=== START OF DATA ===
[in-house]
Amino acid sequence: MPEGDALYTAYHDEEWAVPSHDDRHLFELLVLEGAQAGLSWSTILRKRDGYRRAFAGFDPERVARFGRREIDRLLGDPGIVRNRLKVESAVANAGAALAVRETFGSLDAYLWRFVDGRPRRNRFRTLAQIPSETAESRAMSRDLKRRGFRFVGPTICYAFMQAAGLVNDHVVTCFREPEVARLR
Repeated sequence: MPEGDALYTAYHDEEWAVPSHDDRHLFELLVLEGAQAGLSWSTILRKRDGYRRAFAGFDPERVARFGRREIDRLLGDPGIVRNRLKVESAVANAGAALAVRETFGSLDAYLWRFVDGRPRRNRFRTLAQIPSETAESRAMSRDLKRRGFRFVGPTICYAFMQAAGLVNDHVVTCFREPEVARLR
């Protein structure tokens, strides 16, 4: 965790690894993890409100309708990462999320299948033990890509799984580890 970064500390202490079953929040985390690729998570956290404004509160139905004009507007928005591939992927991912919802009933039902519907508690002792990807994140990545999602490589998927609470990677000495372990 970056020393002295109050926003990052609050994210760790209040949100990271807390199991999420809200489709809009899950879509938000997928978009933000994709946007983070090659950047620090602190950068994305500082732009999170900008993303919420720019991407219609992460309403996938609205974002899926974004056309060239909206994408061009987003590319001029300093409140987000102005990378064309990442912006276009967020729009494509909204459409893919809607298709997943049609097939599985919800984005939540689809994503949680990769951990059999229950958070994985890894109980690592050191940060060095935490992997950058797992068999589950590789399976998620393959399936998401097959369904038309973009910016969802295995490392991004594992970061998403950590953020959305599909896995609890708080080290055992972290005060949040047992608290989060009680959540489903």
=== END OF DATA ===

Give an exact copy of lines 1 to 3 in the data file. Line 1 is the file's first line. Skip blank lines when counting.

[in-house]
Amino acid sequence: MPEGDALYTAYHDEEWAVPSHDDRHLFELLVLEGAQAGLSWSTILRKRDGYRRAFAGFDPERVARFGRREIDRLLGDPGIVRNRLKVESAVANAGAALAVRETFGSLDAYLWRFVDGRPRRNRFRTLAQIPSETAESRAMSRDLKRRGFRFVGPTICYAFMQAAGLVNDHVVTCFREPEVARLR
Repeated sequence: MPEGDALYTAYHDEEWAVPSHDDRHLFELLVLEGAQAGLSWSTILRKRDGYRRAFAGFDPERVARFGRREIDRLLGDPGIVRNRLKVESAVANAGAALAVRETFGSLDAYLWRFVDGRPRRNRFRTLAQIPSETAESRAMSRDLKRRGFRFVGPTICYAFMQAAGLVNDHVVTCFREPEVARLR